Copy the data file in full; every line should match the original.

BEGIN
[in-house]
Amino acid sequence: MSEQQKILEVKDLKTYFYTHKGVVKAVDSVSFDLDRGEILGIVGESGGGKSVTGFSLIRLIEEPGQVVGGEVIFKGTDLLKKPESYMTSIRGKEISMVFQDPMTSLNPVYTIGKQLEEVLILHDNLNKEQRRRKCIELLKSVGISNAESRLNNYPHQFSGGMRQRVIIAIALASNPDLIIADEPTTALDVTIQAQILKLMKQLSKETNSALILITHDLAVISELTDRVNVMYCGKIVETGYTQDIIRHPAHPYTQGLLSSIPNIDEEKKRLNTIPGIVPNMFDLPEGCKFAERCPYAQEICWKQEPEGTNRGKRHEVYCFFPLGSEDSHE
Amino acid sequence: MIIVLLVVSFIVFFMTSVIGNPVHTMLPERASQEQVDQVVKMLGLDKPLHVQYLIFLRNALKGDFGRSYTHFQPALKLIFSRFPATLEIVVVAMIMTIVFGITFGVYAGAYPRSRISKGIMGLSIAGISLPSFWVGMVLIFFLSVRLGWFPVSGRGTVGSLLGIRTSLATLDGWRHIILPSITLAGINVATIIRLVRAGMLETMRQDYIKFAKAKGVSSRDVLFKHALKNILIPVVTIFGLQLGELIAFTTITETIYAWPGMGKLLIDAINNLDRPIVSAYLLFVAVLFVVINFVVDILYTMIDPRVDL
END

[in-house]
Amino acid sequence: MSEQQKILEVKDLKTYFYTHKGVVKAVDSVSFDLDRGEILGIVGESGGGKSVTGFSLIRLIEEPGQVVGGEVIFKGTDLLKKPESYMTSIRGKEISMVFQDPMTSLNPVYTIGKQLEEVLILHDNLNKEQRRRKCIELLKSVGISNAESRLNNYPHQFSGGMRQRVIIAIALASNPDLIIADEPTTALDVTIQAQILKLMKQLSKETNSALILITHDLAVISELTDRVNVMYCGKIVETGYTQDIIRHPAHPYTQGLLSSIPNIDEEKKRLNTIPGIVPNMFDLPEGCKFAERCPYAQEICWKQEPEGTNRGKRHEVYCFFPLGSEDSHE
Amino acid sequence: MIIVLLVVSFIVFFMTSVIGNPVHTMLPERASQEQVDQVVKMLGLDKPLHVQYLIFLRNALKGDFGRSYTHFQPALKLIFSRFPATLEIVVVAMIMTIVFGITFGVYAGAYPRSRISKGIMGLSIAGISLPSFWVGMVLIFFLSVRLGWFPVSGRGTVGSLLGIRTSLATLDGWRHIILPSITLAGINVATIIRLVRAGMLETMRQDYIKFAKAKGVSSRDVLFKHALKNILIPVVTIFGLQLGELIAFTTITETIYAWPGMGKLLIDAINNLDRPIVSAYLLFVAVLFVVINFVVDILYTMIDPRVDL